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[EPIC] Learn about our databases and tools
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Description

Data:

  • MediaWiki Database: These tables exist for each individual wiki, e.g. for the English Wikipedia, for Wikimedia Commons. You can access them via mysql.
  • Eventlogging: Logs of how users interact with the UI. You can access them via mysql or Hive.
  • Webrequest: The webrequest datasets contain logs of all the hits to the WMF's servers. They are records of how users consume Wikimedia contents. You can access them via Hive.
  • Data dumps: A complete copy of all Wikimedia wikis, in the form of wikitext source and metadata embedded in XML. A number of raw database tables in SQL form are also available. These snapshots are provided at the very least monthly and usually twice a month. Dump files are also available in various location on Labs & some Production servers.

More details about data access: https://wikitech.wikimedia.org/wiki/Analytics/Data_access

Tools:

  • Hadoop cluster: Our storage system for large amounts of data. See also: https://wikitech.wikimedia.org/wiki/Analytics/Systems/Cluster. You can submit your query on stats machine, or Hue.
  • Mysql: There are multiple ways to access mysql database.
    • Once ssh'd into stat1005 or stat1006: for mediawiki database, run mysql -h analytics-store.eqiad.wmnet, for event logging, run mysql -h analytics-slave.eqiad.wmnet, to open the mysql command line interface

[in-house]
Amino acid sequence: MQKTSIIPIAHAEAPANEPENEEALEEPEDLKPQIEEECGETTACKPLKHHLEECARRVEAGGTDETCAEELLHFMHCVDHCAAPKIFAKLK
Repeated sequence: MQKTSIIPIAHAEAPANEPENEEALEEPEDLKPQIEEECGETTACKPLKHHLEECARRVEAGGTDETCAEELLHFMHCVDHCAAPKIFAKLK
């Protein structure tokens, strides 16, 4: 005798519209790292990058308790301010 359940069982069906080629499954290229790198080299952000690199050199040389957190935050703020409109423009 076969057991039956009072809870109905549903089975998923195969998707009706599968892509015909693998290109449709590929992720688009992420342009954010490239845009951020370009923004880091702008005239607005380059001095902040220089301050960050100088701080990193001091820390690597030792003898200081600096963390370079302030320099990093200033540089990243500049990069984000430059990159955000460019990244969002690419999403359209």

• In R, install our internal "wmf" package and use wmf::build_query() to execute queries and get that data into R. You can do this on stat1005, or on your local machine (example). Install wmf via devtools::install_git('https://gerrit.wikimedia.org/r/wikimedia/discovery/wmf')
    • Use tools like Sequel Pro
  • Quarry: A public interface for querying a set of SQL replicas of the production MediaWiki databases. Various private information is redacted from these replicas. Also the machines running the queries are not super powerful.
  • PageView API: Public api allowing access to the pageview data on all wikis in a variety of ways. E.g. Daily viewcounts for an article like “Albert Einstein”. This data can also be queried using Hadoop.
  • Feel free to do the analysis with R/Python/whatever you are comfortable with. If you use R, see https://meta.wikimedia.org/wiki/Discovery/Analytics#Analysis_with_R for the internal packages we built.

You need to know what they are, their structures, how to operate within them, and how to get data out of them for analysis. So thorough knowledge is very important.

To get familiar with these data and tools, we want you to replicate the baseline metrics we computed for Structure Data on Wikimedia Commons (SDoC). See the original task, results and analysis codebase for more information. The presentation of the results does not have to be the same, as long as it answer the question. This task will be split up into the following sub-tasks:

  • T185365: File contributions by bots vs users
  • T186575: File type and deletion metrics
  • T187827: Search metrics on Wikimedia Commons

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